One of the biggest hurdles apart from Monica that Clinton had to mount at the tail end of his presidency were an excess of chimps. Since the mid eighties, scientists had been breeding chimps like crazy, thinking they'd be the solution to finding an AIDS vaccine. Ultimately, they found out that although chimpanzees could contract the AIDS virus, they rarely became sick from it. That meant it was hard to use the animals to test treatments or vaccines. This left hundreds of chimps with no place to go.
Consequently, Clinton signed the Chimpanzee Health Improvement, Maintenance, and Protection (CHIMP) Act into being - an act which vowed to take chimps that had been medically experimented on, as well as the chimps who'd been working at NASA as 'chimponauts' and put them in special chimp retirement homes. There were also some ex-showbiz chimps in the mix - because apparently after six years old chimps are totally unmanageable and difficult to control. One of the most famous federally funded chimp retirement homes is Chimp Haven in Louisiana which was founded by Dr. Brent.
Dr. Brent said, "We'd like to see them in a place where they can use their smarts," she said. "They know how to build nests. They know how to search for termites. They know the things they need to do to live in the wild. I think we have a really unique opportunity to help the chimps become chimps again."
And what of the chimponauts? "I've never worked with chimps more screwy, more altered, more disturbed than the chimponauts," said chimp expert, Dr. Carole Noon. "Each one came in with some kind of crazy behavior."
Amazing what these experts know isn't it? Who would have thought that strapping a chimp into a vessel the size of a hotel fridge would cause it to go nuts?
I suppose you're wondering what a chimp retirement home might look like. Well, it's not bad, they have spacious outdoor yards and playground equipment for swinging and climbing.
They also have TV.
"There are some that like soap operas," said Dr. Linda Brent, a behavioral researcher and director of enrichment at the Southwest Foundation for Biomedical Research in San Antonio. "I knew one named Sammy. He liked to watch Barney. Sometimes, they like shows like Jerry Springer, because it looks like the people are fighting. They like the action."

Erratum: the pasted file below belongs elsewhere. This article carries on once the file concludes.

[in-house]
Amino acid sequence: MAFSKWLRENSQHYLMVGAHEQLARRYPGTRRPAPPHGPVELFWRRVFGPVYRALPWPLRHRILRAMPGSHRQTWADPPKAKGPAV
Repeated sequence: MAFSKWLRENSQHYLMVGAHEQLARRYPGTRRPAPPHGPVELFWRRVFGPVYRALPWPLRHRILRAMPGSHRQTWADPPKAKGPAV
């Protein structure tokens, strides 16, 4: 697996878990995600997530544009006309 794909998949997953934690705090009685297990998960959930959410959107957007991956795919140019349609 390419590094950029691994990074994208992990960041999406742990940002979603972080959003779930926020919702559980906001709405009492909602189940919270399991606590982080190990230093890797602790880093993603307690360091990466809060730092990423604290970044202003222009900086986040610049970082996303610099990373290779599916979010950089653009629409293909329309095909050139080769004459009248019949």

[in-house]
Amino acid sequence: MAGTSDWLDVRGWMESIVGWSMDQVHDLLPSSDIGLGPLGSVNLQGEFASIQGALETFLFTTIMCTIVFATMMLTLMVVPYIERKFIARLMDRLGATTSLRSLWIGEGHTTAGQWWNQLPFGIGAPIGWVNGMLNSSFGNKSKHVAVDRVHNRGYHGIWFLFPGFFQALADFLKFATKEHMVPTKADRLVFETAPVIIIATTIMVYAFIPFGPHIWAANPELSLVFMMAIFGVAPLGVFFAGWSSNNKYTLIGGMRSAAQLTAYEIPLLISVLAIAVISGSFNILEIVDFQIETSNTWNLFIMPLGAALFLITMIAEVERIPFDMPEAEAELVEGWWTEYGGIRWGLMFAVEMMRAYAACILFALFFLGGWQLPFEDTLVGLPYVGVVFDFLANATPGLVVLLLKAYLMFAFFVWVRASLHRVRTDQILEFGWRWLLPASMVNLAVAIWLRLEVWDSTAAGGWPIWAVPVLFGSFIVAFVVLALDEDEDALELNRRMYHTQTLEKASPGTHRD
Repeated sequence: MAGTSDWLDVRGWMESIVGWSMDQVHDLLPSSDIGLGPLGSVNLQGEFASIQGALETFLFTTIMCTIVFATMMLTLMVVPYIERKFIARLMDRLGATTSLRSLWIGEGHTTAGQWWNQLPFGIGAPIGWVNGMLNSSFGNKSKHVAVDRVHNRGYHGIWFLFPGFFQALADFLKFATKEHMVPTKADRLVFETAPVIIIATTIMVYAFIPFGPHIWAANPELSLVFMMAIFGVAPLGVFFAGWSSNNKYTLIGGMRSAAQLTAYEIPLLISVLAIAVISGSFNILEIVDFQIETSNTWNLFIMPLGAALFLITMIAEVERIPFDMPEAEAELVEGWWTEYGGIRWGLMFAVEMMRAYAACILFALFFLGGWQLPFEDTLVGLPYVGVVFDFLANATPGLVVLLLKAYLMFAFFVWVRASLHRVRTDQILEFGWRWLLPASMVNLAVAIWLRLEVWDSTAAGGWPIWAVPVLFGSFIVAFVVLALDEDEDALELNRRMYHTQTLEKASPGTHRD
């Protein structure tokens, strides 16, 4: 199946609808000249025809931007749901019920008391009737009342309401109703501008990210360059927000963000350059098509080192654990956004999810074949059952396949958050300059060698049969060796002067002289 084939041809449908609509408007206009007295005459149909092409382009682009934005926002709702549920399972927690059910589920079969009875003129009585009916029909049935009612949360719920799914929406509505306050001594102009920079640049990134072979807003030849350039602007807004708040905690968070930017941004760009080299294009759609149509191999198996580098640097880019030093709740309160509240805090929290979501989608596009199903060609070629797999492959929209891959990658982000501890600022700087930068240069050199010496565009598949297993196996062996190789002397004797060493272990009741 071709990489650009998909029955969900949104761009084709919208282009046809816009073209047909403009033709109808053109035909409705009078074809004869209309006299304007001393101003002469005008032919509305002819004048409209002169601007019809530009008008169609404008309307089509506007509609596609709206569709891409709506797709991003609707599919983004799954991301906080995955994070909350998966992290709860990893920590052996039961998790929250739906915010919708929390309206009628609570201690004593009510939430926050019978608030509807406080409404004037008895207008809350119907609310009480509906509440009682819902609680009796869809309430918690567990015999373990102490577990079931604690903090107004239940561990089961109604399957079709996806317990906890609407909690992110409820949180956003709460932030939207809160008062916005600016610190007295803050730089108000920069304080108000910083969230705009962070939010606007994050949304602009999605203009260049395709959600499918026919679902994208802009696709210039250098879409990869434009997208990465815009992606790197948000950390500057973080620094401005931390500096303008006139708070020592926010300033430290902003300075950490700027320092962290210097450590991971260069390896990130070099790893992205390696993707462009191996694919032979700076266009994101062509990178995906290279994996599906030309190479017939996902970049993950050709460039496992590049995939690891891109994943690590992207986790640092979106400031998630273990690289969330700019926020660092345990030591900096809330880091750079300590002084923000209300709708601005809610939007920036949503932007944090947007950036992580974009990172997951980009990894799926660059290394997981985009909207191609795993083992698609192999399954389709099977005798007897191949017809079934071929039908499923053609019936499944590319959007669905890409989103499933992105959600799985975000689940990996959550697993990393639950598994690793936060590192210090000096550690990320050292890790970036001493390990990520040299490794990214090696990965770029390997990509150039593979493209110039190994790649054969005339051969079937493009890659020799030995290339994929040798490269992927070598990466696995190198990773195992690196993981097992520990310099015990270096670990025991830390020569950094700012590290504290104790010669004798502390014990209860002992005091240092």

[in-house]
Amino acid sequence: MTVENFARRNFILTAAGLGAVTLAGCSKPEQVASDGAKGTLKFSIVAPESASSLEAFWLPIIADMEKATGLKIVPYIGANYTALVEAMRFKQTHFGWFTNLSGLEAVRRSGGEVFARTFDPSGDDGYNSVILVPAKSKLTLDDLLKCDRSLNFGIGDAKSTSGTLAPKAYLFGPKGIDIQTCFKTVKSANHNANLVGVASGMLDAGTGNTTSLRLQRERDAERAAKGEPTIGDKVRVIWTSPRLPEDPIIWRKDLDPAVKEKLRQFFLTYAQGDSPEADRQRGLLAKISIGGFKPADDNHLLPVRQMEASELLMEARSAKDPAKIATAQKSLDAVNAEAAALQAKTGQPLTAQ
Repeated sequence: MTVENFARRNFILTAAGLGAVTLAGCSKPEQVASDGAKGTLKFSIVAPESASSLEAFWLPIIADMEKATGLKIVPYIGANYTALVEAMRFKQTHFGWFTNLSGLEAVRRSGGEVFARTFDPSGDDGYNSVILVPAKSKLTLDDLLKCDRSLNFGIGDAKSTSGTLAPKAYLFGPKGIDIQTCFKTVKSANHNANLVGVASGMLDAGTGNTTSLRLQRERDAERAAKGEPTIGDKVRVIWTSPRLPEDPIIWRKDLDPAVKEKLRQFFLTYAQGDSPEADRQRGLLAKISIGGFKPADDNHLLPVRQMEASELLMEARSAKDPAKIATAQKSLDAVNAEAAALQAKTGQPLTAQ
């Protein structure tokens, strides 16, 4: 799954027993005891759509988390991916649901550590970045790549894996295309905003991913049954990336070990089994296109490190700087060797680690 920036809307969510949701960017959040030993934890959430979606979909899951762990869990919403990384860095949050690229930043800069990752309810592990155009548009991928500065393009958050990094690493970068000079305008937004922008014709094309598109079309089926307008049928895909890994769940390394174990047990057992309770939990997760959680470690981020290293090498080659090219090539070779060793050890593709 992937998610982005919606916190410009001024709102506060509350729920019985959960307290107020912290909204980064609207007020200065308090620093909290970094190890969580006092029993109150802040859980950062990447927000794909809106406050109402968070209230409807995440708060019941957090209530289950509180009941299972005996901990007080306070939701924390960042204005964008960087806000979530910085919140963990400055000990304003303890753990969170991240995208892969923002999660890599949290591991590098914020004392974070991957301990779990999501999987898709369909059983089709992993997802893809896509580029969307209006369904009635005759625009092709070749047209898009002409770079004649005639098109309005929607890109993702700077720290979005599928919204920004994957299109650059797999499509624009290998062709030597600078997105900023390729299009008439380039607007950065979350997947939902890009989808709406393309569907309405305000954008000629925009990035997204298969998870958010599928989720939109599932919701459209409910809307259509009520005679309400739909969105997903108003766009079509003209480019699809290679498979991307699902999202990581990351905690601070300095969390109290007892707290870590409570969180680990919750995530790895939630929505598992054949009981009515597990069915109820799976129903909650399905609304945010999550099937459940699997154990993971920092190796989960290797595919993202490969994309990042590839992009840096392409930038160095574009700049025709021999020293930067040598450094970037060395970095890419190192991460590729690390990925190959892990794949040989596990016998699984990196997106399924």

"It's a good moment for chimps, a very good moment," said Dr. Frans de Waal, a Yerkes primatologist who is on the board of Chimp Haven. "If we are not going to use them for biomedical studies, let's move them to a situation that is attractive to the chimps for retirement."
But wait, why are the chimps, once confined to small cages with electrodes drilled into their skulls being given this luxury treatment? Why weren't the excess chimps simply euthanized?
Hmm. With their striking genetic similarity to people -- chimps and humans share the same blood types, and their DNA is more than 98 percent identical -- chimps are attractive to scientists. The vaccine for hepatitis B, for instance, was developed in chimps, and they are still used to study hepatitis C and malaria, among other diseases.
Another chimp expert called Dr. Zola said that the scientists who mapped the human genome are now planning to do the same for chimpanzees, an effort that may make the apes even more valuable to science. "They may provide us with very important information," he said, "about what makes us human."
In 1997, a panel of scientific experts said reducing the chimp population by euthanizing excess apes would be unethical. Citing the genetic similarities, the experts said the government had "a moral responsibility" for chimpanzees' long-term care. Thus Clinton signed the CHIMP Act in 2000.
So let's face facts. These chimps are getting the special treatment because they are very useful to us as potential scientific subjects in the future. But it could also be because deep down we are afraid that if we don't play nice that one day the chimps may get hold of a few machine guns and create a Planet of the Apes scenario where WE are strapped into spaceships the size of fridges.
This post also inspired the marvelous cartoonist NotKeith to put pen to paper (see above). NotKeith does illustrations based on blog posts that have inspired him. To see if you can be his next inspiration go here.
Who am I? Displaced Londoner now living in the States with my two little girlies and long suffering husband. Co-author of hilarious parenting book Cocktails at Naptime www.cocktailsatnaptime.com
My mom's an Austrian, my dad's a Brit, which makes me a Britaustrian, or possibly an Austrish?